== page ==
Diane Downs: Her Children Got in the Way of Her Love
Guilty As Sin
After that pathetic moment, the tone for the rest of the trial was set. Everything else, all other words, were anticlimactic. Diane Downs was as guilty as sin. Outside the walls of the courtroom, too, Americans who had refused to believe that a mother could consciously pull a trigger on three harmless children, her children, surrendered. She had been villified, justly, and the cross that they thought was being nailed together to crucify a martyr became suddenly an instrument of deserved justice.
On June 14, 1984, Judge Foote read aloud the jury's unanimous verdict. Guilty of attempted murder in the first degree. Guilty of a second account of attempted murder in the first degree. Guilty of first-degree assault. Guilty of another count of first-degree assault. Guilty of murder.
Oregon at the time did not impose the death sentence, but in the subsequent sentencing, the judge sought to deprive Diane Downs from the daylight of liberty forevermore. After decreeing a life term, plus an additional fifty years for using a firearm, he expressed, "The Court hopes the defendant will never again be free. I've come as close to that as possible."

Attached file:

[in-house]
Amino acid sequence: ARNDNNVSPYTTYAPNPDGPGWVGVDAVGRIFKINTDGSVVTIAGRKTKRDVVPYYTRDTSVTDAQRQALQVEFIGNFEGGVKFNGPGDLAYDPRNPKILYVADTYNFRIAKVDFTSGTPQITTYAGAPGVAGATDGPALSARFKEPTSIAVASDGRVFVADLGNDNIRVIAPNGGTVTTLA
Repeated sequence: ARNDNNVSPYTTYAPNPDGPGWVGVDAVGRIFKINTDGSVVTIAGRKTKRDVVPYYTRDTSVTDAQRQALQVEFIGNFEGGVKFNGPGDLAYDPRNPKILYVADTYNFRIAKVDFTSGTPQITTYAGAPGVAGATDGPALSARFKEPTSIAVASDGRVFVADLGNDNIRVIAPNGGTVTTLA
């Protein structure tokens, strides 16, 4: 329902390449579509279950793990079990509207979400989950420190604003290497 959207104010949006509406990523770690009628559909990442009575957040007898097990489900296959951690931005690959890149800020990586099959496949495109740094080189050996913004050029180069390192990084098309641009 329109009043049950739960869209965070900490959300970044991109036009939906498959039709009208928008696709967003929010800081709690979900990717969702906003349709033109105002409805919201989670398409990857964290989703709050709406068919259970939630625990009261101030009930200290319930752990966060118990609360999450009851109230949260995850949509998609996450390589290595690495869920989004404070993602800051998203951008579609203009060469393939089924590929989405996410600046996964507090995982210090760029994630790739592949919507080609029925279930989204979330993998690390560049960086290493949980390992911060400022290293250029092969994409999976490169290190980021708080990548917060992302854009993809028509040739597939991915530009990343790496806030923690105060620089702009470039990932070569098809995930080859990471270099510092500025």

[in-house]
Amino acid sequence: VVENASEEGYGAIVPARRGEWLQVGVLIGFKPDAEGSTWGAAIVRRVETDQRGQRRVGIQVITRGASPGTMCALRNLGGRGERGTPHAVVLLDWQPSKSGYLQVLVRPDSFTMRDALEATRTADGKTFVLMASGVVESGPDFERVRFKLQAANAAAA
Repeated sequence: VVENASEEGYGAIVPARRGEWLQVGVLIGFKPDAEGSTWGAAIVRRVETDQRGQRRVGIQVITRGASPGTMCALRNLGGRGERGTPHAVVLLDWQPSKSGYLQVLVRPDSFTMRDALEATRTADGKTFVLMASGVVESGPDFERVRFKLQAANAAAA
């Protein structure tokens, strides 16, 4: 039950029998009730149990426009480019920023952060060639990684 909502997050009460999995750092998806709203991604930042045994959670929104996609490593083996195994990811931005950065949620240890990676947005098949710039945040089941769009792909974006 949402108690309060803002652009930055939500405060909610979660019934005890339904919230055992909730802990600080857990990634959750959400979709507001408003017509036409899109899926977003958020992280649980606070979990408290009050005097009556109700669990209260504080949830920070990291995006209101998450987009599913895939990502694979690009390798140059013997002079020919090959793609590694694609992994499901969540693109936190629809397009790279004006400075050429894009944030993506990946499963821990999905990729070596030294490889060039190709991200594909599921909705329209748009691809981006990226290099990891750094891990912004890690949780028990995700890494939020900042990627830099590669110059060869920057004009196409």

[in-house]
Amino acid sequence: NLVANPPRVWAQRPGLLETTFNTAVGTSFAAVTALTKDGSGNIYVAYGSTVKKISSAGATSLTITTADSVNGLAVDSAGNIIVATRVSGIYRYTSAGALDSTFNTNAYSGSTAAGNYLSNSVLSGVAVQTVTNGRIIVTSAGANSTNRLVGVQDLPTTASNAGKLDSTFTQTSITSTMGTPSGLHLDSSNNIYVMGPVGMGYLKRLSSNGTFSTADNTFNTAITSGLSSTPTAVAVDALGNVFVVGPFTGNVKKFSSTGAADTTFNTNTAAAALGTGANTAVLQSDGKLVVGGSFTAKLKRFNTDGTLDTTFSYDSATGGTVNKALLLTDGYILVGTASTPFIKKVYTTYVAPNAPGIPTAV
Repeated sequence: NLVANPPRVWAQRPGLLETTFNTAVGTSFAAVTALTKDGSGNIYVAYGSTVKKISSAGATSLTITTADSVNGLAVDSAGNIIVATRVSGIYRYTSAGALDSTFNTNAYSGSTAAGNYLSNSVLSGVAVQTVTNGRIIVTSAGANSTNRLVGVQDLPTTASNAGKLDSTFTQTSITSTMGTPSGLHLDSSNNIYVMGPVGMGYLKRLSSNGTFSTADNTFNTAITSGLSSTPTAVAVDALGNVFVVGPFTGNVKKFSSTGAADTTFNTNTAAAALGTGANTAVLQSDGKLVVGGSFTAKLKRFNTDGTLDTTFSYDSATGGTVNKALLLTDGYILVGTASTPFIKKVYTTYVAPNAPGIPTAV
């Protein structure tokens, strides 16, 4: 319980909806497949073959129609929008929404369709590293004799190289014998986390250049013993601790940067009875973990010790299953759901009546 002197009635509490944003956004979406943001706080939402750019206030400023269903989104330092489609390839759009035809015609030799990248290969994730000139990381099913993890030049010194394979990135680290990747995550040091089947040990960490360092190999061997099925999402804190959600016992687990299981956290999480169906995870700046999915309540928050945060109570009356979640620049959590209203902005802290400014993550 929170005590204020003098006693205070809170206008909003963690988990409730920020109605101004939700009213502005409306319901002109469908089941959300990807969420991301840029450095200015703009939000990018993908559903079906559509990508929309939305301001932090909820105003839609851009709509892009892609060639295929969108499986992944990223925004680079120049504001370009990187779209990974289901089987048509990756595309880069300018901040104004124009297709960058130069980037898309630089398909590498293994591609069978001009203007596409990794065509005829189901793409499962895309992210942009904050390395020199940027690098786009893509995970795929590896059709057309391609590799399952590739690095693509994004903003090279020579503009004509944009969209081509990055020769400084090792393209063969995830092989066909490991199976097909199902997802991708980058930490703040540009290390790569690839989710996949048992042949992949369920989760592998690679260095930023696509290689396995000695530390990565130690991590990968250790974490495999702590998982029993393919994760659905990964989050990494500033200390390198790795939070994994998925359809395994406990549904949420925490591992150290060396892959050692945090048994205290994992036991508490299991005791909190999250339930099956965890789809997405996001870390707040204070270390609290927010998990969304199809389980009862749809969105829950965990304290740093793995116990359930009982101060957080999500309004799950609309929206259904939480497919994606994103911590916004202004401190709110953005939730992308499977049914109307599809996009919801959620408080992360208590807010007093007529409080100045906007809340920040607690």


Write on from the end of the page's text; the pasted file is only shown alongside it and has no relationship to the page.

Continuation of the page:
Between the verdict and the sentencing, the court recessed while Diane gave birth to a beautiful child, whom she named Amy. The father of the baby denied her and, in time, a caring family adopted Amy.
In 1987, Diane briefly escaped from the Oregon Women's Correctional Center, where she had been incarcerated. After her recapture, she was transported to the high-maximum Clinton Correctional Institution in New Jersey. Today she sits in the Valley Prison for Women in Chowchilla, California. She will be up for parole in 2006.
Diane's former lover and his wife remain happily married.
Steve Downs still lives in Oregon.
The children, Christie and Danny, survived the ordeal. Danny is confined to a wheelchair, but is a happy boy. Christie has grown into a very content teenager. Both consider the ending of their story to be happy-ever-after.
In 1986, they moved into the home of their new loving adopted parents, Fred and Joanne Hugi.
This story is taken primarily from a book by Ann Rule entitled Small Sacrifices.